Prescribing an ineffective product is, in my opinion, dishonest. I therefore strongly disagree with the notion that holistic vets are more honest than conventional ones. When conventional vets prescribe a product, they may be supporting the veterinary industrial complex and an evil big pharmaceutical company, but at least they have reason to believe that the product will help the patient. When a holistic vet prescribes a product that is not proven to be effective, he harms his patient in two ways. First, he fails to treat the patient’s problem. Second, he puts his patient at risk of dangerous side effects.
Yes, dangerous side effects. Holistic practitioners often try to have their cake and eat it too. They claim that their products are effective with no risk of side effects. But you can’t have it both ways. If something is going to be effective, there is no way to avoid side effects. Bioactive molecules always have the potential for side effects. There is no way to have a perfectly side-effect-free treatment.
Holisitic products are loaded with chemicals. Sure, they’re natural chemicals, but they can still be dangerous — botulism toxin, cobra venom, and aflatoxin are all natural and all potentially deadly. The chemicals in holistic products by definition can cause dangerous side effects. Therefore in many cases holistic products offer the worst of both worlds. They offer the potential for serious side effects, without any significant chance of benefitting the patient. How on earth could a person who would prescribe such a product be considered more honest than average?
I’m not opposed to holistic treatments that are shown to work. I’m not opposed to anything that works. But holistic practitioners who peddle unproven goods are just as bad as mainstreamers who do the same. In fact, they’re worse, because they manipulate people into believing that they’re more honest when in fact they’re less honest. At least big pharma admits it’s in it for the money. Holistic practitioners lie to their patients, and probably themselves.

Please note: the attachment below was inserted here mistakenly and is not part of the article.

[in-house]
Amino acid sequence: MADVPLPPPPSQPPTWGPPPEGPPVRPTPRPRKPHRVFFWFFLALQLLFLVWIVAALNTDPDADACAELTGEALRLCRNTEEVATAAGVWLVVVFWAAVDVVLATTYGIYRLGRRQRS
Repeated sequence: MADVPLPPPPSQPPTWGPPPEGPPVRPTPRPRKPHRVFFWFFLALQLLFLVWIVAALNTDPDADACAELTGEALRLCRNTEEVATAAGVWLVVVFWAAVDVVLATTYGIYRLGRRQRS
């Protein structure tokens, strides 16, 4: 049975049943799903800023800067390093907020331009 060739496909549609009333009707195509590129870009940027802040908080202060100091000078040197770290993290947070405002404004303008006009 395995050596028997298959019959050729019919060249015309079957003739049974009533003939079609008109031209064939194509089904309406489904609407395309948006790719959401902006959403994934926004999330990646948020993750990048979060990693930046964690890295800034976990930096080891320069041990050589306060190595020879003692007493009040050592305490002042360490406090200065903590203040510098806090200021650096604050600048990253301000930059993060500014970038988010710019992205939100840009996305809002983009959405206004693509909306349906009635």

However, I know a few holistic practitioners who do admit, privately, that they’re in it for the money. I have met several vets who took acupuncture certification courses strictly in order to build revenue streams. I have heard a few vets talk about the profit margins they enjoy on holistic consultations and on holistic products. Adding holistic and alternative medicine is considered by many practice management consultants to be a good way to build a practice and to increase its profits.
I have known a few holistic practitioners who cheated outright. I have seen several cases in which dogs went to holistic practitioners for treatment of skin problems. The dogs went home on a slew of herbs that I’ve never heard of, as well as one treatment that I know well: prednisone. Prednisone is just about the least holistic product on earth. It’s a synthetic steroid. And it will make dogs stop itching, which will make it look like the herbs are working. The owners of these dogs were, in my opinion, victims of fraud. They thought that they were treating their dogs naturally, when in fact they were administering a bunch of useless (and potentially dangerous) herbs along with an old-school, hard core conventional drug.
People who still trust the good nature of holistic practitioners should consider the following solicitation I recently received. My inbox and spam folders are full of items like this one (name changed to protect the scoundrel):
i have a holistic skin care product that works as well as a prescription drug with out the side effects. its great for multiple skin issues common in animals, hot spots, ringworm , wounds or allergic itchy skin. see our website www.snakeoilwebsite.com i would love to send you samples for your review
thank you in advance
Snake Oil Peddler
Let’s break this solicitation down. First, it is written in the style of, and with the grammar of, a 419 scam. Second, it claims its product will do everything. Third, it claims that the product has no risks.
I would love for such a product to exist. I also would love for Santa Claus to come down my chimney and leave me presents each year. If the peddler of the snake oil would care to send me the results of a peer-reviewed, double-blinded randomized study that proves his claims, then I will be delighted to prescribe the product. However, I won’t be holding my breath.
The person who sent me the solicitation isn’t interested in running studies or helping dogs. He’s just in it for the money.
Photos via Shutterstock: Dog on vet’s table, prescription, dog held by vet